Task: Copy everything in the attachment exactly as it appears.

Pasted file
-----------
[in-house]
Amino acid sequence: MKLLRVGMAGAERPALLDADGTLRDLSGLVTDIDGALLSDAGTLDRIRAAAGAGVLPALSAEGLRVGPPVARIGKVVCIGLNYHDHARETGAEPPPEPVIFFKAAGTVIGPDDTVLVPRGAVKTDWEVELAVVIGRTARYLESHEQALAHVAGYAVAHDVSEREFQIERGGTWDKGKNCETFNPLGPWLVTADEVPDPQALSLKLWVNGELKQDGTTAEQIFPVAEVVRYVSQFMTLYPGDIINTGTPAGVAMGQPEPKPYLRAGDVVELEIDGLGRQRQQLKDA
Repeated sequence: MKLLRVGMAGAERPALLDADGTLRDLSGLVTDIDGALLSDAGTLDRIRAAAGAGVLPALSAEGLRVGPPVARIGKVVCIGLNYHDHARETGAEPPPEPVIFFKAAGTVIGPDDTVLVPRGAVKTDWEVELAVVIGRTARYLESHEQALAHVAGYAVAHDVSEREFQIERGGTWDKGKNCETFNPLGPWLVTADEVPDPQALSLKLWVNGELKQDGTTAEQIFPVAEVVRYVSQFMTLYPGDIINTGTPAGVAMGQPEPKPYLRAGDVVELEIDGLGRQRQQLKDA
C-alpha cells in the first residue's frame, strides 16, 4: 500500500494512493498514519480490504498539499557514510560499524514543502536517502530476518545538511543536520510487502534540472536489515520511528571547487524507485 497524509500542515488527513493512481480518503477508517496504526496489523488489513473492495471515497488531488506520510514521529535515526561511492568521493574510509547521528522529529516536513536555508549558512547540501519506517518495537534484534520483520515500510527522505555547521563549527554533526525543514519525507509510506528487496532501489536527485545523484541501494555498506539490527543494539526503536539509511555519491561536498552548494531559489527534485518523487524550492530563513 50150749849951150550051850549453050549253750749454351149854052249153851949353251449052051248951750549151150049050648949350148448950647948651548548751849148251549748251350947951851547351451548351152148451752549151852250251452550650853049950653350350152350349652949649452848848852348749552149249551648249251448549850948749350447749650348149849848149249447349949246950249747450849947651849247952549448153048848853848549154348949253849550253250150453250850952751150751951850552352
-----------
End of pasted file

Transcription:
[in-house]
Amino acid sequence: MKLLRVGMAGAERPALLDADGTLRDLSGLVTDIDGALLSDAGTLDRIRAAAGAGVLPALSAEGLRVGPPVARIGKVVCIGLNYHDHARETGAEPPPEPVIFFKAAGTVIGPDDTVLVPRGAVKTDWEVELAVVIGRTARYLESHEQALAHVAGYAVAHDVSEREFQIERGGTWDKGKNCETFNPLGPWLVTADEVPDPQALSLKLWVNGELKQDGTTAEQIFPVAEVVRYVSQFMTLYPGDIINTGTPAGVAMGQPEPKPYLRAGDVVELEIDGLGRQRQQLKDA
Repeated sequence: MKLLRVGMAGAERPALLDADGTLRDLSGLVTDIDGALLSDAGTLDRIRAAAGAGVLPALSAEGLRVGPPVARIGKVVCIGLNYHDHARETGAEPPPEPVIFFKAAGTVIGPDDTVLVPRGAVKTDWEVELAVVIGRTARYLESHEQALAHVAGYAVAHDVSEREFQIERGGTWDKGKNCETFNPLGPWLVTADEVPDPQALSLKLWVNGELKQDGTTAEQIFPVAEVVRYVSQFMTLYPGDIINTGTPAGVAMGQPEPKPYLRAGDVVELEIDGLGRQRQQLKDA
C-alpha cells in the first residue's frame, strides 16, 4: 500500500494512493498514519480490504498539499557514510560499524514543502536517502530476518545538511543536520510487502534540472536489515520511528571547487524507485 497524509500542515488527513493512481480518503477508517496504526496489523488489513473492495471515497488531488506520510514521529535515526561511492568521493574510509547521528522529529516536513536555508549558512547540501519506517518495537534484534520483520515500510527522505555547521563549527554533526525543514519525507509510506528487496532501489536527485545523484541501494555498506539490527543494539526503536539509511555519491561536498552548494531559489527534485518523487524550492530563513 50150749849951150550051850549453050549253750749454351149854052249153851949353251449052051248951750549151150049050648949350148448950647948651548548751849148251549748251350947951851547351451548351152148451752549151852250251452550650853049950653350350152350349652949649452848848852348749552149249551648249251448549850948749350447749650348149849848149249447349949246950249747450849947651849247952549448153048848853848549154348949253849550253250150453250850952751150751951850552352